Witnessing History in the Making at Kennedy Space Center

Monday, January 17, 2011

Growing up in Titusville, FL across the river from the Kennedy Space Center,  I knew I had options of what I wanted to be when I grew up. There was the choice of an astronaut influenced by my father, an engineer. Or a ballerina like my mother.

During my childhood, I was heavily influenced by my favorite TV program, I Dream of Jeannie.  A fantasy-seeker with an imaginative mind, I knew I had to be genie! What little girl would not want to be as striking and beautiful as Barbara Eden with her perfect figure, wearing pink touille. So of course I had the exact same genie attire, and my own genie bottle where  "I would sleep" (it rested on my nightstand next to the regular person's twin bed), my hair in a pony-tail and I had the slight nod, blink of the eyes and folding of arms down pat.

Reality and my parents, however, reminded me that to enjoy a quality lifestyle meant I had to study and work hard. A greater impact was learning that nothing is impossible in the real world. So just before I graduated the 8th grade, I witnessed the first space shuttle launch. For the first time in my life, our city had a traffic jam! That's when I knew our unknown or often-poked-fun-of city name, was being watched all around the world! There was life beyond Titusville, Florida.

While my fantasy bubble bursted, there were no chards of glass to scar me. Instead, my parents often told me "anything is possible". The rockets on I Dream of Jeannie were a past history. At age 12, I was about to witness and live through a historical moment with the invention and launch of the Space Shuttle.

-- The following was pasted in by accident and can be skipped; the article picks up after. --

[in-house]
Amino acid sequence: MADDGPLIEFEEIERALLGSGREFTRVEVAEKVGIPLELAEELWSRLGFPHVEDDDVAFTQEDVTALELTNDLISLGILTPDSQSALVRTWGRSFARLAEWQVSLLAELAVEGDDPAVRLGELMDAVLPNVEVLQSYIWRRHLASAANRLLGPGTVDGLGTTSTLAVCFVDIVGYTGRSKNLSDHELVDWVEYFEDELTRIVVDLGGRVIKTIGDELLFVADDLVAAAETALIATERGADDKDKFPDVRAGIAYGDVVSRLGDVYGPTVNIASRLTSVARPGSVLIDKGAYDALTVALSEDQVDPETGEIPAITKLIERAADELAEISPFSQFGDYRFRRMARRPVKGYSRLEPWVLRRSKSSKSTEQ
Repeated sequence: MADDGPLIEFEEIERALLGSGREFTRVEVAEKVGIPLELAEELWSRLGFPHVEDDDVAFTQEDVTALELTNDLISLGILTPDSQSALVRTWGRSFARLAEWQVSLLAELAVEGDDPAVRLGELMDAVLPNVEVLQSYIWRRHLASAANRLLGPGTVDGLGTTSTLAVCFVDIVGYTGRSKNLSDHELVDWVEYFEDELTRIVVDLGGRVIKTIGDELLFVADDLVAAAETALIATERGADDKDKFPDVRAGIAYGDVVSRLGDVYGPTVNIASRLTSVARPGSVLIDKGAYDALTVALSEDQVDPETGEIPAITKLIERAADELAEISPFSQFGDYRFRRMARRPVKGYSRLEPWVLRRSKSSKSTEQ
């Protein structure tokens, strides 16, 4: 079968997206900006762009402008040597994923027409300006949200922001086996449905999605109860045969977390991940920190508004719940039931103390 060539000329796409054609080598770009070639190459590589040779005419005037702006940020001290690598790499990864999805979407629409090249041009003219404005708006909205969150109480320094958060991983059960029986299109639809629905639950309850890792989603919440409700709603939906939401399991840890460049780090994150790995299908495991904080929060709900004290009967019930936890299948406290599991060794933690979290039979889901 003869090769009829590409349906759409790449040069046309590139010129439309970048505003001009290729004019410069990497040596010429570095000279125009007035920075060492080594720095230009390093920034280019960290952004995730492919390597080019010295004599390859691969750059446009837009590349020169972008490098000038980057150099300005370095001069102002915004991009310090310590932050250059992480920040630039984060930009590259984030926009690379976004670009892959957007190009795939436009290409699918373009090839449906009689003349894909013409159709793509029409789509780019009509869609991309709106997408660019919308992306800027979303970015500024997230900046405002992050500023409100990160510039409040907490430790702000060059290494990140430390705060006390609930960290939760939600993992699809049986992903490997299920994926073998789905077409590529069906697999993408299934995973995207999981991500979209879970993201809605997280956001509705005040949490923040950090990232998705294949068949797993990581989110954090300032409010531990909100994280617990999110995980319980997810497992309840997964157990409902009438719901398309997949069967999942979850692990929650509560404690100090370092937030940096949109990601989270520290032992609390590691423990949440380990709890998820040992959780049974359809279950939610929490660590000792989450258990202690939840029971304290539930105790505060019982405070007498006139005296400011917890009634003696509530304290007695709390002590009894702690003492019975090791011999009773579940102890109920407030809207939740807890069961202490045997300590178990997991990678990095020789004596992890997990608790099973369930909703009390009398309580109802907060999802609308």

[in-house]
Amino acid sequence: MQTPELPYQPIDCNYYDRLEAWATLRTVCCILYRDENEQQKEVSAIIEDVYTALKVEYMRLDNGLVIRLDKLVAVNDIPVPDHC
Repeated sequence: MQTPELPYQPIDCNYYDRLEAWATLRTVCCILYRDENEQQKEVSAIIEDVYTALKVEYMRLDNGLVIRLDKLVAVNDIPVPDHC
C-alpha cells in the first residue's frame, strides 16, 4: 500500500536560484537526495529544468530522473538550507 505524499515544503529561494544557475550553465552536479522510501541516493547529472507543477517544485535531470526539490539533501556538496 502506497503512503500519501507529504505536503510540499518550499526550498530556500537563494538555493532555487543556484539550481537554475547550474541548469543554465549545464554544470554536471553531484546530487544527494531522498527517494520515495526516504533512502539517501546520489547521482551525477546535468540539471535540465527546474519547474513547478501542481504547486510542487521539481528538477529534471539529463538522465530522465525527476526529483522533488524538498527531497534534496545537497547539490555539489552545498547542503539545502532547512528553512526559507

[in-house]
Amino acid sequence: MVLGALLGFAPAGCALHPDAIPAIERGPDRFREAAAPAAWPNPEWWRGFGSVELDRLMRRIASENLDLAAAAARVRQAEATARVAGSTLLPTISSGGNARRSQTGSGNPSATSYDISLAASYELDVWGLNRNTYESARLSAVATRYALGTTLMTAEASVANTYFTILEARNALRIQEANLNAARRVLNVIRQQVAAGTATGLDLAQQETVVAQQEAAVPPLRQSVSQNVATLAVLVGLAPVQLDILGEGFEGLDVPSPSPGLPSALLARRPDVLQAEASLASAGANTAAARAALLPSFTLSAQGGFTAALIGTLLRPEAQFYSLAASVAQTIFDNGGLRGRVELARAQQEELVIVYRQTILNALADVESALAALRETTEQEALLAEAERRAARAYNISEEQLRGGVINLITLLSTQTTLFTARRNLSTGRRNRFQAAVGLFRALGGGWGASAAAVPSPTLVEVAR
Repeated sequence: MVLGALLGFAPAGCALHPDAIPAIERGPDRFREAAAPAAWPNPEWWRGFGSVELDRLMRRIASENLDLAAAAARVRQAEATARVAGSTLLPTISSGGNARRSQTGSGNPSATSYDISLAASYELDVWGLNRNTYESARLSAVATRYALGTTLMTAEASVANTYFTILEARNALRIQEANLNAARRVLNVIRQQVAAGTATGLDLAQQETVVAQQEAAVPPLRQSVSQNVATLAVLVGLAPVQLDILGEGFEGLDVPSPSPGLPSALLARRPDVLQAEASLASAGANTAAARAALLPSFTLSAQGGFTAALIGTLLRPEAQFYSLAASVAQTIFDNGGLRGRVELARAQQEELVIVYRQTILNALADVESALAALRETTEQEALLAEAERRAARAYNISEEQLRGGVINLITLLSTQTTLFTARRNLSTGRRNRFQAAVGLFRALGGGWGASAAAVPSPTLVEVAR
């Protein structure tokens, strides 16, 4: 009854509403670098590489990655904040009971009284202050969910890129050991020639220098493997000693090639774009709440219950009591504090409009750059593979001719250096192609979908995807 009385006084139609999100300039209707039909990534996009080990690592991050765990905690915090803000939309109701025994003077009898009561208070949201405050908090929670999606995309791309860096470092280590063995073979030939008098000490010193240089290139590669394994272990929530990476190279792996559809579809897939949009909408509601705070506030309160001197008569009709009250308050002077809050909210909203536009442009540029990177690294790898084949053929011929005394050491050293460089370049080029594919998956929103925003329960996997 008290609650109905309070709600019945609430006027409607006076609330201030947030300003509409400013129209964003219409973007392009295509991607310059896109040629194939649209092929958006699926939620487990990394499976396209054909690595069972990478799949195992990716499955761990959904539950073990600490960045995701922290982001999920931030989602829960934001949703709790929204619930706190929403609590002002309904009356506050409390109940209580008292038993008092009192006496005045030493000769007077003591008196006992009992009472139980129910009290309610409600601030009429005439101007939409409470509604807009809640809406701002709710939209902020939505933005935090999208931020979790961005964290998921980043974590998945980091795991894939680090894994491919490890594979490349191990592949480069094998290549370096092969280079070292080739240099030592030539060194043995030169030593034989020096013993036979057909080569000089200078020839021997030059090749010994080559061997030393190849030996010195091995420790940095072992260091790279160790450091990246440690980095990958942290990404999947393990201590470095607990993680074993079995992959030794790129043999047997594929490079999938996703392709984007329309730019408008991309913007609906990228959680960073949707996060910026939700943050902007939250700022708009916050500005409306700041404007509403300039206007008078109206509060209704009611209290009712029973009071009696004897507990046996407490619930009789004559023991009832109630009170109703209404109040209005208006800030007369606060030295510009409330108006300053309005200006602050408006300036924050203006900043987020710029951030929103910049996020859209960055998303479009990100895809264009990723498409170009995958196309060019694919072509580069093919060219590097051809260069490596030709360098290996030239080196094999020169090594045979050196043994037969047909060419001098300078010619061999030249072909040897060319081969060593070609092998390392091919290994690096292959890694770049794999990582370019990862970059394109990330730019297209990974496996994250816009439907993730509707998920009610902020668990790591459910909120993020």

Today the Kennedy Space Center has come a long way in terms of a tourist destination since I was a child. I vaguely recall a couple of 1970's rockets and the display of the outfits worn by the men who stepped on the  moon--that foil -like, ballooning ski suit attire. Now both adults and children of all ages will tell you it's educationally fascinating with its tours and exhibits of space crafts and the stories behind the pioneers and astronauts. 

Hubble 3D, is a new IMAX film narrated by Leonardo DiCaprio tells the story of the Hubble Space Telescope. A new exhibit using six projections screens, Exploration Space: Explorers Wanted, speculates on the future of space exploration. And a new interactive stage show Star Trek Live, combines science with entertainment using special effects, audience interaction and real space technology.

In addition, the US Astronaut Hall of Fame ahs the new Science on a Sphere exhibit, which uses animated images to take visitors around the world and through the solar system.

All the new elements are included with admission the center, which is $41 for adults and $31 for childrena ges 3-11, plus tax and includes entry to the US Astronaut Hall of Fame. The price is valid for two days' admission if taken within a wek.

So I encourage every Floridian to make the trek to the Space Coast with the family, especially children to witness the final blast of the Space Shuttle Discovery. Originally scheduled to launch November 1, the launch is delayed due to reported cracks in the external fuel tank. Engineers are working to fix it. And they will. NASA reports a launch of February 24 at the earliest. So you still have a chance to plan the trip, book the hotel, and look forward to witnessing history--how often can you say that in your lifetime? Follow the news to get a better idea of the launch. Even better, click here for more tips on launch dates, times, viewing information, hotel packages and more! Be a part of history!

NASA's first space shuttle, Columbia, rocketed into orbit April 12, 1981
 Does this mean I studied engineering or aerospace science? Not at all. My creative right brain won that tug of mental war and marketing is my passion. Hence the creation of my blogs.

Launch dates, Times and Hotel packages: http://www.spacecoastlaunches.com/
Shuttle Viewing: http://www.titusville.cm/ and http://www.spacecoastlaunches.com/

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